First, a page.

The brush rest, in my opinion, is the most durable and aesthetically pleasing method I have seen for shooting a traditional bow with an elevated rest. I used to shoot my recurve off the shelf, but after experimenting with the brush rest and settling on a style/method of attaching it to my bow, I found I could get perfect flight with vanes or feathers. If you hunt in the rain, vanes are an obvious advantage, not to mention their superior durability.

Brush rests, done the way that I now do them, are next to impossible to wear out. I have shot thousands of vane-fletched arrows over a single rest and have not yet managed to wear it out. The rest also helps keep an arrow in place during times of inadvertently torquing the string while drawing or a little shaking brought on by an awkward shooting stance or the excitement of having an animal in front of you.

Figure 1

Building a brush rest on your bow is reasonably straightforward and hopefully, with the following explanation, I can help you achieve this. You will need some thin leather, some contact adhesive (I use Kwick Grip), some five-minute epoxy and a medium-bristled toothbrush. I have found that there is no point in getting an expensive brush as the economy toothbrush is definitely more durable for this purpose. See Fig 1.

First, clean the area of the sight window and shelf on the bow. I use acetone, but methylated spirits (denatured alcohol) is more gentle. You need to be careful of the quality finish on your bow. Not all finishes will handle acetone treatment.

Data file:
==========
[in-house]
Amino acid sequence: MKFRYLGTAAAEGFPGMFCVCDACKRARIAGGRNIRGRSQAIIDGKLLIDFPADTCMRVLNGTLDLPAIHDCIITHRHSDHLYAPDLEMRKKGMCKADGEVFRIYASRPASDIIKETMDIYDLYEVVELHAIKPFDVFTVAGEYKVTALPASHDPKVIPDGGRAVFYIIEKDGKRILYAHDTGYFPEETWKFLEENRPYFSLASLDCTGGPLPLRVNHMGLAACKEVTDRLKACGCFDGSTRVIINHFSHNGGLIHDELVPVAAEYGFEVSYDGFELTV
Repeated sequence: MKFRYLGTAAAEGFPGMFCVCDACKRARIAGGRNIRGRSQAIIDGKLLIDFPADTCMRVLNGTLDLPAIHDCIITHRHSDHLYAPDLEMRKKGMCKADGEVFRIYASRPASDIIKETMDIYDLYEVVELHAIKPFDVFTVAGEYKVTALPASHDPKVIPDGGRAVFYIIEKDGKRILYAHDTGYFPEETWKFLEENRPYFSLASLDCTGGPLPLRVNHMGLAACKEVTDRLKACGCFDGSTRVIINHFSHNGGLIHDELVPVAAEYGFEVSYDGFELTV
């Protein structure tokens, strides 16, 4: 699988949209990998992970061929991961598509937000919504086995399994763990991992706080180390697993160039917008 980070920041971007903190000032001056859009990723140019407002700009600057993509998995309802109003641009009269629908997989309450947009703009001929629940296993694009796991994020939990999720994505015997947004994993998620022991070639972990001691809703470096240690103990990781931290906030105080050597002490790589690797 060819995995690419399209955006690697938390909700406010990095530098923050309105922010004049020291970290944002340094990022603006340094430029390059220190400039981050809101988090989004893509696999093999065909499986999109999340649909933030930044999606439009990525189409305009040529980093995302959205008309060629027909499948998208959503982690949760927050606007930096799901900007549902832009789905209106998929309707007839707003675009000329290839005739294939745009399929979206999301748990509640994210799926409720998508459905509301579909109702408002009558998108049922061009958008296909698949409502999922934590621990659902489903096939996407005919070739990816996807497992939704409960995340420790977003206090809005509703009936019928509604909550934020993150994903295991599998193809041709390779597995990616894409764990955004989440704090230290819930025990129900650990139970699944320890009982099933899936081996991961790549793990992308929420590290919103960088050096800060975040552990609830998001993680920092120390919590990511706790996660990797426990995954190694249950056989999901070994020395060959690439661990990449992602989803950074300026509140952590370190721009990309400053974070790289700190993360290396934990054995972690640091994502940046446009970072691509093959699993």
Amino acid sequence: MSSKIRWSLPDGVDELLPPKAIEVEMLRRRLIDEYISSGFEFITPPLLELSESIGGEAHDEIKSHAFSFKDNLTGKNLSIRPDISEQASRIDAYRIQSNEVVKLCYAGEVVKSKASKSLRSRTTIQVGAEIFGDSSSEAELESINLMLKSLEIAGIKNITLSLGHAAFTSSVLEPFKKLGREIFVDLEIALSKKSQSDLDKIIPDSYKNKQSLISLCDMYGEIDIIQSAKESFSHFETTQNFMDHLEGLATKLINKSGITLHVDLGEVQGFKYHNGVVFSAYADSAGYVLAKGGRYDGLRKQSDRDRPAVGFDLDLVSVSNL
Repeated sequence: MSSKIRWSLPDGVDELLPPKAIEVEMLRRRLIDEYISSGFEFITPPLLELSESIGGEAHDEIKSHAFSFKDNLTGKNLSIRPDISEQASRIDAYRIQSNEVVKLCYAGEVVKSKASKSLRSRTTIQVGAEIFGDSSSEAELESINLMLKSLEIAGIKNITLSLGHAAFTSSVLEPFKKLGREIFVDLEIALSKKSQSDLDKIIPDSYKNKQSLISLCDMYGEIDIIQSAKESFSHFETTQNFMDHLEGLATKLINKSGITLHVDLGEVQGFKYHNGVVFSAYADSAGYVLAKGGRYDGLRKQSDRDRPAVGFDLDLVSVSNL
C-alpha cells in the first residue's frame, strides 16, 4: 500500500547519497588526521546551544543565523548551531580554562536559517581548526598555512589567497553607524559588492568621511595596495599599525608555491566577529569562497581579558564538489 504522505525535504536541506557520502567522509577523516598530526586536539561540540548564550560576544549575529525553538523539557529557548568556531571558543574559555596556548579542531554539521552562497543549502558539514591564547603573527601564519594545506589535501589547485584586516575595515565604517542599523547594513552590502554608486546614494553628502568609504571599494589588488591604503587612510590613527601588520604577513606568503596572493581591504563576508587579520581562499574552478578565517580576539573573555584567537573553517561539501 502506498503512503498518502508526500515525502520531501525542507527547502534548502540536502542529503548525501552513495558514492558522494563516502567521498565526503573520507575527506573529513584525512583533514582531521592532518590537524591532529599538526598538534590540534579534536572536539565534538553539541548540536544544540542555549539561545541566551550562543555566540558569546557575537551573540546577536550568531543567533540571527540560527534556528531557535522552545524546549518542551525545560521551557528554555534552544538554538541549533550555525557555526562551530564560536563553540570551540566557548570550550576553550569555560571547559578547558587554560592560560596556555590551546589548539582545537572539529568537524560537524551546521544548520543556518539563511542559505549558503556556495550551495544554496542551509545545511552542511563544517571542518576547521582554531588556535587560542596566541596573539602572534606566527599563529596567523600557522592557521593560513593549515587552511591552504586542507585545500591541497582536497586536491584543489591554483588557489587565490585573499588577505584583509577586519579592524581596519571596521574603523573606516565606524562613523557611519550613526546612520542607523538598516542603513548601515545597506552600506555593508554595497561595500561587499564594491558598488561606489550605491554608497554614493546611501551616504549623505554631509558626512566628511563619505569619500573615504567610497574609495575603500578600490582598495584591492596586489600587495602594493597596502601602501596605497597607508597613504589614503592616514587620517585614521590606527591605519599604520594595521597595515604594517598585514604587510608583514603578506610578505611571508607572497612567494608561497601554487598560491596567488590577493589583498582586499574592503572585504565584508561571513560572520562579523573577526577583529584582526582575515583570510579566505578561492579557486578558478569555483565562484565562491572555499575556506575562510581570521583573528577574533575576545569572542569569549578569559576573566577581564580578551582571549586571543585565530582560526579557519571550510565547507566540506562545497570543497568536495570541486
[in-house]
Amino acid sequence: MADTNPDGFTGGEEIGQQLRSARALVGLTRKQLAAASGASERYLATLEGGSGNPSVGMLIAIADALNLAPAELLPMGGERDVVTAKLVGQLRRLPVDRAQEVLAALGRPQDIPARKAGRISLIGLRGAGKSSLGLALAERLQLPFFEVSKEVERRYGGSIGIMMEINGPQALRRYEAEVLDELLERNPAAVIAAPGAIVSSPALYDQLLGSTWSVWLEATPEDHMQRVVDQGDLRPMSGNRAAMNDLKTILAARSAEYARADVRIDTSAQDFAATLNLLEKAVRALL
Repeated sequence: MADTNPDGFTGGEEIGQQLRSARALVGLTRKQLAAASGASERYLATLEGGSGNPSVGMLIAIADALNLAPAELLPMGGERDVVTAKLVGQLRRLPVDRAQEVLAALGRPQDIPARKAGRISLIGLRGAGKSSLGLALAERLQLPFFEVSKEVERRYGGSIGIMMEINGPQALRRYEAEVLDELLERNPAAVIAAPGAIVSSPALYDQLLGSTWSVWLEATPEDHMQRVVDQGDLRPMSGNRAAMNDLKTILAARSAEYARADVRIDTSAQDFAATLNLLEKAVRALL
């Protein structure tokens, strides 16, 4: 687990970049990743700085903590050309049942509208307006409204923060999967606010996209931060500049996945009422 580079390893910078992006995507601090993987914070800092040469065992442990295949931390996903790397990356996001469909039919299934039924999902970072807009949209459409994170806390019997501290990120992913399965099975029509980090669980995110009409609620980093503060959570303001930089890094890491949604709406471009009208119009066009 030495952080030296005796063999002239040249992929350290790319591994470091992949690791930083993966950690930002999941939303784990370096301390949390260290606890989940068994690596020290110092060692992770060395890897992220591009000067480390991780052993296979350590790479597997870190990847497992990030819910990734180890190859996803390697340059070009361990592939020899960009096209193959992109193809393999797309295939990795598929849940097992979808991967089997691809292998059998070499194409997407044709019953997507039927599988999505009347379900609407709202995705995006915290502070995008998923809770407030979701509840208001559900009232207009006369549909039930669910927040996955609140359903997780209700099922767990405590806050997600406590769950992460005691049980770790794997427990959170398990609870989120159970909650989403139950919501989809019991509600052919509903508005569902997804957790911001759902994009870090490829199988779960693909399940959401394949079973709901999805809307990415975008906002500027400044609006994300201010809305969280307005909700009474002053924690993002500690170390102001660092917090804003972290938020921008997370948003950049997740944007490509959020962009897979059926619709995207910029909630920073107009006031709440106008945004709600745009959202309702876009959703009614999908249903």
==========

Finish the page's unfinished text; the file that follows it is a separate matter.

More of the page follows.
Cover the entire area of the sight window with glue and allow it to dry. Shave an approximate 20mm (1 inch) piece of leather (cut more oval shaped) very thin, and smear contact adhesive on the back of it. Place it onto the bow in a position where the base of the brush will be glued to the leather. See Fig. 2.

Figure 2



Carefully cut through the toothbrush to free a line of four to five bunches of bristles. As a guide, if you shoot reasonably heavy arrows, use five bunches of bristles; for lighter arrows, four would be plenty. Grind the plastic base of the bristles to an angle that will set the bristles out from your sight window at the desired angle, approximately 40 to 45 degrees, as shown in Fig. 1.

Using five-minute epoxy, glue the plastic base to the thin leather patch on the bow (Fig. 2) at the desired angle and distance above the shelf. Gauge the placement above the shelf by the height of the vanes. For example, the vanes I prefer have about a 12mm high profile, so I set the brush to give me just a touch of clearance, say 13 to 14mm (approximately 1/2″). Use a bow square with an arrow taped to it to set the correct line and to hold the bristles out at the correct angle. Allow the glue to set. See Fig. 3.

Figure 3

Figure 4

Once the glue is set, trim the second piece of leather to the shape you want, and shave down the edges nice and thin. While holding the leather in place, mark where you need the bristles to come through the leather. I use a leather punch and make a small hole at each end of the proposed line, then cut between them. See Fig. 4. The leather needs to be as thin as you can reasonably get it; you don’t want to push the sight window any further away from center shot than necessary.

Cover the back of the leather generously with contact adhesive. Slip the bristles through the cut and work the leather into place while the glue is wet. The wet glue allows you to move and work the leather into place properly before it sets.

You now have a nice-looking, practical, durable, elevated rest on your bow. Clean up and setting the nock point remains. Once again, I use acetone to clean up surplus glue on my bows since the finish handles it without a problem, but you may need to be more cautious with the finish on your bow.